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Review: Here’s how Miley Cyrus regained her mojo at the Wiltern on Saturday night

Miley at the Wiltern

Wild costumes played a part in Miley Cyrus’ show Saturday at the Wiltern.

(Allen J. Schaben / Los Angeles Times)

Miley Cyrus waited until the end of her concert at the Wiltern on Saturday to tell the audience why she was there, and maybe that was because she hadn’t wanted to give anyone the wrong idea by explaining it earlier.

Seated behind a grand piano, Cyrus described the show as her response to a feeling that developed while she was on the road last year behind her album “Bangerz.” The singer’s job at that time was erasing her history as a Disney Channel star; “Bangerz” was self-consciously outrageous, full of in-your-face raunch and bumptious hip-hop beats.

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But partway through that tour, Cyrus’ dog Floyd died, and she suddenly didn’t feel like shaking her rump anymore, she recalled Saturday in more vivid language. Instead, she wanted to be surrounded by people who understood the pain of losing a beloved animal, who shared her conviction that “nature is always right,” as she put it, and that the environment must be defended from man’s unfeeling encroachments. And so, “Miley Cyrus & Her Dead Petz,” an album and accompanying road show, were born.

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You can imagine what this little speech might’ve portended if Cyrus had delivered it at the beginning of Saturday’s concert: an Indigo Girls gig, perhaps. And that’s definitely not what it was like at the Wiltern, where the eye-popping two-hour production featured wild costumes, ample drug talk and one sequence in which the singer pole-danced while dressed as an oversized baby, diaper and all.

But if Cyrus’ earnest proclamation seemed out of sync with her free-spirited performance, the conviction behind it provided an energy and a sense of purpose almost entirely lacking from the “Dead Petz” album, which she wrote and recorded with veteran psych-rock band the Flaming Lips, among other collaborators. Released online after Cyrus’ appearance as the host of this year’s MTV Video Music Awards, the record is a slackly paced mishmash of dopey chants and drifting electronic textures; it suggests a punk’s tragic evolution into a hippie.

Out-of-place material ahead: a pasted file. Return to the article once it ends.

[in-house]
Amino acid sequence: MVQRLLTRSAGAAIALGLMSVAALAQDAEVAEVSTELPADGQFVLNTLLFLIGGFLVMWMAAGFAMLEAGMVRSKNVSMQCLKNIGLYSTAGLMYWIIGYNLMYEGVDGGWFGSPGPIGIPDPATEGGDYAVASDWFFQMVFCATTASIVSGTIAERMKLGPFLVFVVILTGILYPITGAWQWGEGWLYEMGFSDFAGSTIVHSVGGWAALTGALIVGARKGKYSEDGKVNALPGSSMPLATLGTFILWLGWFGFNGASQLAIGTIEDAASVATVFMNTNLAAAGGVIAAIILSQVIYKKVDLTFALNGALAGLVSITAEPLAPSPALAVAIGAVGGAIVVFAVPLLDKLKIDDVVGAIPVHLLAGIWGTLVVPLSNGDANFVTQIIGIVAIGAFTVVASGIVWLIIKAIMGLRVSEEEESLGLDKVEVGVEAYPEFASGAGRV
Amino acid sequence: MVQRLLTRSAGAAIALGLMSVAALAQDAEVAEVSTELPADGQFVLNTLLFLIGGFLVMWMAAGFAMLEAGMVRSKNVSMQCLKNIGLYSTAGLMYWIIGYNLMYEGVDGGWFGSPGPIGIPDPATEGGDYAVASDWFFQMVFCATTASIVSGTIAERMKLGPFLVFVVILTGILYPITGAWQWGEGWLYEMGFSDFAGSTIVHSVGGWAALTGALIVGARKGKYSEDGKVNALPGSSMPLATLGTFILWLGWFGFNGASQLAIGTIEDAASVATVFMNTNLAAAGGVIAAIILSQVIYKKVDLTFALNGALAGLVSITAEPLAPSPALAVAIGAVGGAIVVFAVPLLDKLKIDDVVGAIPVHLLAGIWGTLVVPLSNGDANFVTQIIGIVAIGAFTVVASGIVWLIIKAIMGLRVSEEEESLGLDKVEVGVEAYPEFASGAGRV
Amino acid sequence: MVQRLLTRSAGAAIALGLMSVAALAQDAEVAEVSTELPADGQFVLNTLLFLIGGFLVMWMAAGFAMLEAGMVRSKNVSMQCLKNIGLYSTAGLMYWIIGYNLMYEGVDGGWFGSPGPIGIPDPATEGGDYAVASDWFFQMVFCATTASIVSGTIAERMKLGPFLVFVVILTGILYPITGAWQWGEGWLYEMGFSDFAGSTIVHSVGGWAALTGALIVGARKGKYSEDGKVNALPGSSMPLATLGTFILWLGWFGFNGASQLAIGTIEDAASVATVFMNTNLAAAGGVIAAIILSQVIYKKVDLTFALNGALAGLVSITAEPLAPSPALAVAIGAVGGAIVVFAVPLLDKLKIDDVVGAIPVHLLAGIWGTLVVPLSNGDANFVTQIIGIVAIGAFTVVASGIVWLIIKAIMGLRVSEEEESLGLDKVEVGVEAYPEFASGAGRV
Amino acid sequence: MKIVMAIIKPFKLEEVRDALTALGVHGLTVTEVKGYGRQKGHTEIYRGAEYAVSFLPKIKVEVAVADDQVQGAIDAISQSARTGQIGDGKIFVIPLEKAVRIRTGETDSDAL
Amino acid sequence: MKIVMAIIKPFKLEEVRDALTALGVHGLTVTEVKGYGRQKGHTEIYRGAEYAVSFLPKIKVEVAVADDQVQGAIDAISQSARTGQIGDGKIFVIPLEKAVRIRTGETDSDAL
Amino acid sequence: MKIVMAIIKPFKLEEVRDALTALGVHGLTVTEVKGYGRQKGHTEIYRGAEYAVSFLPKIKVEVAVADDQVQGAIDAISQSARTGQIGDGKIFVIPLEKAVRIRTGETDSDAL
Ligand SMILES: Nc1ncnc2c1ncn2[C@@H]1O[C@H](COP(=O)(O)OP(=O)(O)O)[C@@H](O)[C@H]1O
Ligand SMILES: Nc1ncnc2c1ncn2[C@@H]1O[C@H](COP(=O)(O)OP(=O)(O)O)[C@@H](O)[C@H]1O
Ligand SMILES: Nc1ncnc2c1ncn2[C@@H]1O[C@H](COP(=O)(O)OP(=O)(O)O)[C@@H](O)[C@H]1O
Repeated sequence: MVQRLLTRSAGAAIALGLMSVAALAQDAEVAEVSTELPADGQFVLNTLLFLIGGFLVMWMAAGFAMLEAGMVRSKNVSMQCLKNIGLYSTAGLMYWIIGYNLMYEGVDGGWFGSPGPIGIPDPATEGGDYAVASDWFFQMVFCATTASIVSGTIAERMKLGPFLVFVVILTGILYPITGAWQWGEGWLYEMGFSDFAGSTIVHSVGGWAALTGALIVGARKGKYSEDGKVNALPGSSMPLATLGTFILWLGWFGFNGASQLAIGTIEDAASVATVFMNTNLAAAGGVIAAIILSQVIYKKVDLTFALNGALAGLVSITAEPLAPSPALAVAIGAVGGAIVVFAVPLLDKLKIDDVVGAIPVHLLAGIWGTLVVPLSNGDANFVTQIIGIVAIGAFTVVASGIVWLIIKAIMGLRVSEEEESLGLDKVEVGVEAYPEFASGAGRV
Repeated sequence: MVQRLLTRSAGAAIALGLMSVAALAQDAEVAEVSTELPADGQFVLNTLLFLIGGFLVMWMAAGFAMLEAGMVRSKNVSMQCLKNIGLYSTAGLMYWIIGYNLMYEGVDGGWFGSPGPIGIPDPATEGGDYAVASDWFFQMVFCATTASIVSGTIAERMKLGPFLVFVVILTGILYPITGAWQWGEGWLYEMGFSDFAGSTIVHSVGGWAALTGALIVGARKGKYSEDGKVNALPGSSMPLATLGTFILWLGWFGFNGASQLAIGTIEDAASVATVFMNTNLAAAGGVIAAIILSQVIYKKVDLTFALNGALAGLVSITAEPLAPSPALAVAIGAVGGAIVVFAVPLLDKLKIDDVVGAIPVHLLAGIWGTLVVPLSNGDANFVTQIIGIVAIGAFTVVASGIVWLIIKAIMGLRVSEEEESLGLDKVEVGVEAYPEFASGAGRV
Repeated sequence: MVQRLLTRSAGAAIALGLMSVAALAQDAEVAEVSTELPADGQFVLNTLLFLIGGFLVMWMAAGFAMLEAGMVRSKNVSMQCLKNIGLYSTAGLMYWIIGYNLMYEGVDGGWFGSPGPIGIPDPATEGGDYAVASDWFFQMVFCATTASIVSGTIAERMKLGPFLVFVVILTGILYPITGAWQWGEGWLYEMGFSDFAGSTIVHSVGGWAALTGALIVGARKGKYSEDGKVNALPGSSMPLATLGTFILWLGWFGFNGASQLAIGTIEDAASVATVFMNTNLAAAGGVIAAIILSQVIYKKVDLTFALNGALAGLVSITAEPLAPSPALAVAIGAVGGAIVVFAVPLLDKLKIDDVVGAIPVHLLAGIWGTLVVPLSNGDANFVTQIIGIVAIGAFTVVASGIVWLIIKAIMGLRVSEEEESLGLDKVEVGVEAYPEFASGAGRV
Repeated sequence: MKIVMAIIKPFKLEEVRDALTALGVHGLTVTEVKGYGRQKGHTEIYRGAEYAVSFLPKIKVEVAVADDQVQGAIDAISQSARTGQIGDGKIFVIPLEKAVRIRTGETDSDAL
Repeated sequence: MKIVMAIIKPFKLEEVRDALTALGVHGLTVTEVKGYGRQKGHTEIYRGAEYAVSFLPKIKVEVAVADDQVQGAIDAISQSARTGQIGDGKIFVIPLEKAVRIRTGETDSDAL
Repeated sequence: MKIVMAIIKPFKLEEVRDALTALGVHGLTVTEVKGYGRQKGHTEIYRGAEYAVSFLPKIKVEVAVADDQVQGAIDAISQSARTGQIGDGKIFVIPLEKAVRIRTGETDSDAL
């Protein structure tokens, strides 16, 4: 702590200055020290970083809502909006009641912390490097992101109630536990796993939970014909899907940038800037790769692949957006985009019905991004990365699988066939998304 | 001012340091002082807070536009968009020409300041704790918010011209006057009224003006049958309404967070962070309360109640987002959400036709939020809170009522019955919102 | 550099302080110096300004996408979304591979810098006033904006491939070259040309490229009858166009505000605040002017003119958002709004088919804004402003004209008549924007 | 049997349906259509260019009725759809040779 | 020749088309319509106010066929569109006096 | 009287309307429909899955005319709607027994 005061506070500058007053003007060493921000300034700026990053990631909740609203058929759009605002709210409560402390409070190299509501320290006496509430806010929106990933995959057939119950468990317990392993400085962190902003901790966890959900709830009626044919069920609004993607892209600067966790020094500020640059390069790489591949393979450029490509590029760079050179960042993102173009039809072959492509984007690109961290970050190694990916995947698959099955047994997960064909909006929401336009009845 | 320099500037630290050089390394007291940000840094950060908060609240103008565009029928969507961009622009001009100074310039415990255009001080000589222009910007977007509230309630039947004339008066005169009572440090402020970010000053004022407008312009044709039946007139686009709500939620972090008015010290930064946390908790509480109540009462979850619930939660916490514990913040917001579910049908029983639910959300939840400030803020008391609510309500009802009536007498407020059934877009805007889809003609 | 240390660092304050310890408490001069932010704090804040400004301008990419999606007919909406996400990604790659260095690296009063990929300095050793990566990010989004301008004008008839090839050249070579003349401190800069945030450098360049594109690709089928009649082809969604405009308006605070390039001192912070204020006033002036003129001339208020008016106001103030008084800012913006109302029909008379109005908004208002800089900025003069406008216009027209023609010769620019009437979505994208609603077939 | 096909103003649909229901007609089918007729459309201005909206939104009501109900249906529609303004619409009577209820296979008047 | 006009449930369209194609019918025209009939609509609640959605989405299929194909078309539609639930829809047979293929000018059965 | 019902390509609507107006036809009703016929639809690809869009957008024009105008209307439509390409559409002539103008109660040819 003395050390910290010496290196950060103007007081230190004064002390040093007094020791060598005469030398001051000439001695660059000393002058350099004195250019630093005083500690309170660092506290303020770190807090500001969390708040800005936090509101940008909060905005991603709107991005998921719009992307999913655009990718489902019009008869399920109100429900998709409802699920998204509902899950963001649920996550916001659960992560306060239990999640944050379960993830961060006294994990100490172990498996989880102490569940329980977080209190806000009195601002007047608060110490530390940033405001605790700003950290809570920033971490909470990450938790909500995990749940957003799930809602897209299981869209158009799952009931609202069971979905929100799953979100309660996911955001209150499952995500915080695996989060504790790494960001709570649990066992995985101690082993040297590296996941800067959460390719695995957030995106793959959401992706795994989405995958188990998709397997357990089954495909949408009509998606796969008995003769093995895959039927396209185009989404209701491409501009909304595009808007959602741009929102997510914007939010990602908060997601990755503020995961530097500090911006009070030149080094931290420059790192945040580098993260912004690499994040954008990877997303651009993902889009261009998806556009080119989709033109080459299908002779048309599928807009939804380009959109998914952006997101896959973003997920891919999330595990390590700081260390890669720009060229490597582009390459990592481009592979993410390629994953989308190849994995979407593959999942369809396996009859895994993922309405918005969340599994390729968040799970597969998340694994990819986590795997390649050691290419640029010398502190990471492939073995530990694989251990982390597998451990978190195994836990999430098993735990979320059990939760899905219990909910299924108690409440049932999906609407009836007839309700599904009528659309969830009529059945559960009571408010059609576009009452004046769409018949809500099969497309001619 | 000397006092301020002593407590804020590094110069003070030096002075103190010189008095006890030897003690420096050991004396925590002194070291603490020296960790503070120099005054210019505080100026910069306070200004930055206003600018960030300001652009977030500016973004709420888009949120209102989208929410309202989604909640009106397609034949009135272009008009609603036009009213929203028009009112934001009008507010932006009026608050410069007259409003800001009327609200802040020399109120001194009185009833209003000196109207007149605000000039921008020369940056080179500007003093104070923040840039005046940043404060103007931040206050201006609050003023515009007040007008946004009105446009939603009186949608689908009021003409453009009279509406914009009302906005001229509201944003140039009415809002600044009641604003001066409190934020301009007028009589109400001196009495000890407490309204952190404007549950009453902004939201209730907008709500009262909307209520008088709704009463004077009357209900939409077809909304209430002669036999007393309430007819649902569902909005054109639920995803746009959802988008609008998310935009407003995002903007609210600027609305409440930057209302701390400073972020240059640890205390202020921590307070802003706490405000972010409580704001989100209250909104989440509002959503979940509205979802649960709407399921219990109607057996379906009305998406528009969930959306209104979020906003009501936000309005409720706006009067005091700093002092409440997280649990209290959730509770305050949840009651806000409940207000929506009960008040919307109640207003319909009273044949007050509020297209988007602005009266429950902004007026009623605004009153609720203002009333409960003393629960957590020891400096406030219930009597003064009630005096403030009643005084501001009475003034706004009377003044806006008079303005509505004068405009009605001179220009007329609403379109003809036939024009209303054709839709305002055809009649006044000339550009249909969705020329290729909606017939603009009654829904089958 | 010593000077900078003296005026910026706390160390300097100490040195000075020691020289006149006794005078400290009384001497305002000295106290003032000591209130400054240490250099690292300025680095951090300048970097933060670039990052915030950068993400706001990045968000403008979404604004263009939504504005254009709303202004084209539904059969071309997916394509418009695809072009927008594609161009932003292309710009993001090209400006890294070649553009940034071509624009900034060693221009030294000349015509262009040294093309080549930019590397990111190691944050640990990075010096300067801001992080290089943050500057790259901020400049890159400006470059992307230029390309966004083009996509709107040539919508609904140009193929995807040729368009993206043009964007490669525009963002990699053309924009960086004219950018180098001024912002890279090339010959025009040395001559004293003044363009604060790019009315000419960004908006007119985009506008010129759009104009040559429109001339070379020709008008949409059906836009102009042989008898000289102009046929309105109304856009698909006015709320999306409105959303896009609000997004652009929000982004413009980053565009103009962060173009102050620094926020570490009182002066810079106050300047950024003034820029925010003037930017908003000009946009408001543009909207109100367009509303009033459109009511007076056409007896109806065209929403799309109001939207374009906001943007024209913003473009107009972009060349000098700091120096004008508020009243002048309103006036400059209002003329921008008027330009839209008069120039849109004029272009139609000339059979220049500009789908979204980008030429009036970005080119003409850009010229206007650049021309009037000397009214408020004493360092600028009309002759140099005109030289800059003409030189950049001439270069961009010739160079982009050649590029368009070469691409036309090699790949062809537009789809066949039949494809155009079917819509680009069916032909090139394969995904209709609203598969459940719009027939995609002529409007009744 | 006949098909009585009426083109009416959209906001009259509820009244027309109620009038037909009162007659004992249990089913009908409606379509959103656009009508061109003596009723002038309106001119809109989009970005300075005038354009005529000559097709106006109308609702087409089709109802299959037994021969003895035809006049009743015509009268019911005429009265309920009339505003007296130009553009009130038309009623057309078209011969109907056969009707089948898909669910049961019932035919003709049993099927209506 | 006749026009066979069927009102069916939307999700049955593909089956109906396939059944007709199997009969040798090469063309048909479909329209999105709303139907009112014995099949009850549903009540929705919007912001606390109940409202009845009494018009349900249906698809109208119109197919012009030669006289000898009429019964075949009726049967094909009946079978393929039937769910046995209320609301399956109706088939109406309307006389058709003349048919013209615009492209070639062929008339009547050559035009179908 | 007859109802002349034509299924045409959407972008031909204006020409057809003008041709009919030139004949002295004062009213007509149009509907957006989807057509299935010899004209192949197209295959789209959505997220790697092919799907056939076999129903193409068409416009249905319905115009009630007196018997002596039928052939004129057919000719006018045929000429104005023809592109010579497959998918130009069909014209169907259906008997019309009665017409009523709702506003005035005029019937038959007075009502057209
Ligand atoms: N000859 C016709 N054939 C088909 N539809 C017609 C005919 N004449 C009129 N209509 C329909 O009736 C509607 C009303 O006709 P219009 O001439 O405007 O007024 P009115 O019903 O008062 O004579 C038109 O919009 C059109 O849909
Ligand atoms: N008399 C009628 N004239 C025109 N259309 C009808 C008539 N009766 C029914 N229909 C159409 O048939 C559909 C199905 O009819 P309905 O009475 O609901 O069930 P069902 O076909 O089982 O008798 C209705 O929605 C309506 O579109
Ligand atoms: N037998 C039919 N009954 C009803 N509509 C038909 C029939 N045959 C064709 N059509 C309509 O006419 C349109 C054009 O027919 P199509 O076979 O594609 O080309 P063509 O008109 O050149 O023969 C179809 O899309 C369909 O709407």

At the Wiltern, though, songs like “Dooo It!” and “I Forgive Yiew” sounded jumpy and forceful, with some of the brazen intensity of the “Bangerz” material. And Cyrus brought real emotion to ballads such as “Karen Don’t Be Sad” and “The Floyd Song (Sunrise),” both of which displayed her very strong singing. “Pablow the Blowfish,” inspired by another of her dearly departed pets, was uncomfortably intimate (in a good way), a quality Cyrus put to even more effective use in “BB Talk,” about being grossed out by a lover’s public display of affection.

As her backing band, the Flaming Lips gave the music new shape and heft that kept it from dissipating the way it does on “Dead Petz.” At times, the band pushed the sound toward pop, as in “Lighter,” a shimmering 1980s-style love song, and “Fweaky,” which could’ve passed for some kind of alternate-universe Cher jam.

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Not everything worked so well. A sub-Pink Floyd dirge, “Tiger Dreams” was irredeemably dreary, while “Evil Is but a Shadow” felt like bad Lana Del Rey. But even in performing those songs, Cyrus seemed more driven than she does in their recorded versions, as though she had a destination in mind.

The concert ended with “We Can’t Stop,” one of just a couple of old tunes she performed. On “Bangerz,” the song is a cheerful provocation from a young artist no longer bound by the restrictions of the kiddie-TV complex. Yet here it became a fierce plea for animal rights as Cyrus was joined by Pamela Anderson, of all people, who held a sign reading “Save the Whales” and had “No Captivity” scrawled on her exposed leg.

Often thought of as a shallow shock artist, Cyrus on Saturday was a misfit on a mission, a rebel with a clearly defined cause.

Twitter: @mikaelwood


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